[Python-ideas] Trigonometry in degrees
Wes Turner
wes.turner at gmail.com
Tue Jun 12 08:27:36 EDT 2018
Sym: SymPy, SymEngine, PySym, SymCXX, Diofant
(re: \pi, symbolic computation and trigonometry
instead of surprisingly useful piecewise optimizations)
On Fri, Jun 8, 2018 at 10:09 PM Wes Turner <wes.turner at gmail.com> wrote:
> # Python, NumPy, SymPy, mpmath, sage trigonometric functions
> https://en.wikipedia.org/wiki/Trigonometric_functions
>
> ## Python math module
> https://docs.python.org/3/library/math.html#trigonometric-functions
> - degrees(radians): Float degrees
> - radians(degrees): Float degrees
>
> ## NumPy
>
> https://docs.scipy.org/doc/numpy/reference/routines.math.html#trigonometric-functions
> - degrees(radians) : List[float] degrees
> - rad2deg(radians): List[float] degrees
> - radians(degrees) : List[float] radians
> - deg2rad(degrees): List[float] radians
>
> https://docs.scipy.org/doc/numpy/reference/generated/numpy.sin.html
>
>
# Symbolic computation
>
> ## SymPy
>
> http://docs.sympy.org/latest/modules/functions/elementary.html#sympy-functions-elementary-trigonometric
>
> http://docs.sympy.org/latest/modules/functions/elementary.html#trionometric-functions
>
> - sympy.mpmath.degrees(radians): Float degrees
> - sympy.mpmath.radians(degrees): Float radians
>
> - https://stackoverflow.com/questions/31072815/cosd-and-sind-with-sympy
> - cosd, sind
> -
> https://stackoverflow.com/questions/31072815/cosd-and-sind-with-sympy#comment50176770_31072815
>
>
> Let x, theta, phi, etc. be Symbols representing quantities in
> radians. Keep a list of these symbols: angles = [x, theta, phi]. Then, at
> the very end, use y.subs([(angle, angle*pi/180) for angle in angles]) to
> change the meaning of the symbols to degrees"
>
http://docs.sympy.org/latest/tutorial/simplification.html#trigonometric-simplification
https://github.com/sympy/sympy/blob/master/sympy/functions/elementary/trigonometric.py
https://github.com/sympy/sympy/blob/master/sympy/functions/elementary/tests/test_trigonometric.py#
https://github.com/sympy/sympy/blob/master/sympy/simplify/trigsimp.py
https://github.com/sympy/sympy/blob/master/sympy/simplify/tests/test_trigsimp.py
https://github.com/sympy/sympy/blob/master/sympy/integrals/trigonometry.py
https://github.com/sympy/sympy/blob/master/sympy/integrals/tests/test_trigonometry.py
https://github.com/sympy/sympy/blob/master/sympy/utilities/tests/test_wester.py
https://github.com/sympy/sympy/blob/master/sympy/utilities/tests/test_wester.py#L593
(I. Trigonometry)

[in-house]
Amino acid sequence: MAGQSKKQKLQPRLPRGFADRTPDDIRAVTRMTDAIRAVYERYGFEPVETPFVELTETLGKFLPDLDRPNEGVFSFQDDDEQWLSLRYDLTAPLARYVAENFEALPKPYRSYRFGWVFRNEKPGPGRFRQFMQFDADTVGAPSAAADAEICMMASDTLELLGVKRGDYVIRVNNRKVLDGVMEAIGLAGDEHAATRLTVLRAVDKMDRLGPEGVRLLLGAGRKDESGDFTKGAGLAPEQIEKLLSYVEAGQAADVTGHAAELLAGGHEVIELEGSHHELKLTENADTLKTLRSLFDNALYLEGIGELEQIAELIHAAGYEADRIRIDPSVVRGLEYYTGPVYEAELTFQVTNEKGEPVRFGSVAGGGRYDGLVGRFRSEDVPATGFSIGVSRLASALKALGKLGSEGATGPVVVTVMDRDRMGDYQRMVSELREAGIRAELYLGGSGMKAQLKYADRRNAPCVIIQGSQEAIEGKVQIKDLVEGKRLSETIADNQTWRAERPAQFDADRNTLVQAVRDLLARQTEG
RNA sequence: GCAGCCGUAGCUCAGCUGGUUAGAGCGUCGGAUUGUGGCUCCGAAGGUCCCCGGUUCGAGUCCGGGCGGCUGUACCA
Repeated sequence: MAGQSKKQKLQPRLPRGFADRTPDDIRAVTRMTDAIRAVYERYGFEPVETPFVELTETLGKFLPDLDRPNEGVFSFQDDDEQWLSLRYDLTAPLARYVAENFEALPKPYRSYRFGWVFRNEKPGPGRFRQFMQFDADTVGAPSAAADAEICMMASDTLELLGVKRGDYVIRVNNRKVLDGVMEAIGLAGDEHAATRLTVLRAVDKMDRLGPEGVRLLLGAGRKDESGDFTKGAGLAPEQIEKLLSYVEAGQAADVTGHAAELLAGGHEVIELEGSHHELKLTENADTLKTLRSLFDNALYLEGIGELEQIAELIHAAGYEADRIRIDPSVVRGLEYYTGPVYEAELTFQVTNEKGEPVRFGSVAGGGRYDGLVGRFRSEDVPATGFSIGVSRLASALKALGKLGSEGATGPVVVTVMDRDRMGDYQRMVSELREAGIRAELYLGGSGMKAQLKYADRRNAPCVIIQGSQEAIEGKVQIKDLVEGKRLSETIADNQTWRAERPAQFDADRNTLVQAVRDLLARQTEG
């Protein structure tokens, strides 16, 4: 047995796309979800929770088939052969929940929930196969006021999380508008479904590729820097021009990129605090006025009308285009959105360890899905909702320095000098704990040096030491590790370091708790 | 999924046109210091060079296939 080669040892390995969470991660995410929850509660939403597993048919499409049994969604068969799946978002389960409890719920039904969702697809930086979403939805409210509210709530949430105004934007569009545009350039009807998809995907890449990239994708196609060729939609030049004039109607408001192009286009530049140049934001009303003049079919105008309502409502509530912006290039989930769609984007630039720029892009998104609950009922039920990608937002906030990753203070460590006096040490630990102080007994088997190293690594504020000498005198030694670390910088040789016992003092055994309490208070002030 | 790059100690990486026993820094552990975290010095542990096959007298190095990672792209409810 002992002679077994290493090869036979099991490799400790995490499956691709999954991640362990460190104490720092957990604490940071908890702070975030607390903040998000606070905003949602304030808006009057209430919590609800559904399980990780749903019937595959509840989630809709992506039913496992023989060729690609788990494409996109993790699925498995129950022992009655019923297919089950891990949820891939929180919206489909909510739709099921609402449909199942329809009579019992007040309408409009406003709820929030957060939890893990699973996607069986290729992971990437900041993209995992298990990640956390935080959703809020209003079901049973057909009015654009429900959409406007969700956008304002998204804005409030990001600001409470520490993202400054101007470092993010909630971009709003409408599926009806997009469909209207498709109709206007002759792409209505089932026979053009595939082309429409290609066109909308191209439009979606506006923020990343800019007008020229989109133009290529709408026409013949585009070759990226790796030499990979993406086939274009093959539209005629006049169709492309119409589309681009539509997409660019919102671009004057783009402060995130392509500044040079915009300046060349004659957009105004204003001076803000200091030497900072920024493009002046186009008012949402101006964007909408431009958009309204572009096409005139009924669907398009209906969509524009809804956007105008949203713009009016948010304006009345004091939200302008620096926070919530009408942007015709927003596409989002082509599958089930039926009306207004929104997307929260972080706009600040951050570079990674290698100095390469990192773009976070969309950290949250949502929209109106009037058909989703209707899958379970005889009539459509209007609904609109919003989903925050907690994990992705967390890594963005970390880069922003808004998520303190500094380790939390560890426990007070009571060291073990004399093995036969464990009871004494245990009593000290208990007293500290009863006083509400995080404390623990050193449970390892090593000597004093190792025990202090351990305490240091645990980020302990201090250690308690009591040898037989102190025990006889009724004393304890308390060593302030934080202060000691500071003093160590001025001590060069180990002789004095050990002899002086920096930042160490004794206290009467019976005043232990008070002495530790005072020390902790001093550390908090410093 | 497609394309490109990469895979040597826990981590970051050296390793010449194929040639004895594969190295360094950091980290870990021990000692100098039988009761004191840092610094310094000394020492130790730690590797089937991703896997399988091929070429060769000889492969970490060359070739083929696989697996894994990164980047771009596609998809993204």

## Sym
Src: https://github.com/bjodah/sym
PyPI: https://pypi.org/project/sym/
> sym provides a unified wrapper to some symbolic manipulation libraries in
Python. It
## SymEngine
- Src: https://github.com/symengine/symengine
- Src: https://github.com/symengine/symengine.py
- Docs: https://github.com/symengine/symengine/blob/master/doc/design.md
- SymEngine / SymPy compatibility tests:
https://github.com/symengine/symengine.py/blob/master/symengine/tests/test_sympy_compat.py
## Diofant
Src: https://github.com/diofant/diofant
https://diofant.readthedocs.io/en/latest/tutorial/intro.html
https://diofant.readthedocs.io/en/latest/tutorial/basics.html#substitution
https://diofant.readthedocs.io/en/latest/tutorial/simplification.html#trigonometric-functions
from diofant import symbols, pi
x,y,z,_pi = symbols('x y z _pi')
expr = pi**x # TODO: see diofant/tests/test_wester.py#L511
expr.subs(x, 1e11)
print(operator.sub(
expr.subs(pi, 3.14),
expr.subs(pi, 3.14159265)))
assert expr.subs(pi, 3.14) != expr.subs(pi, 3.14159265)
print(expr.subs(pi, 3.14159).evalf(70))
- CAS capability tests:
https://github.com/diofant/diofant/blob/master/diofant/tests/test_wester.py
> """ Tests from Michael Wester's 1999 paper "Review of CAS mathematical
> capabilities".
> http://www.math.unm.edu/~wester/cas/book/Wester.pdf
> See also http://math.unm.edu/~wester/cas_review.html for detailed output
of
> each tested system.
"""
https://github.com/diofant/diofant/blob/79ae584e949a08/diofant/tests/test_wester.py#L511
# I. Trigonometry
> @pytest.mark.xfail
> def test_I1():
> assert tan(7*pi/10) == -sqrt(1 + 2/sqrt(5))
> @pytest.mark.xfail
> def test_I2():
> assert sqrt((1 + cos(6))/2) == -cos(3)
> def test_I3():
> assert cos(n*pi) + sin((4*n - 1)*pi/2) == (-1)**n - 1
> def test_I4():
> assert cos(pi*cos(n*pi)) + sin(pi/2*cos(n*pi)) == (-1)**n - 1
> @pytest.mark.xfail
> def test_I5():
> assert sin((n**5/5 + n**4/2 + n**3/3 - n/30) * pi) == 0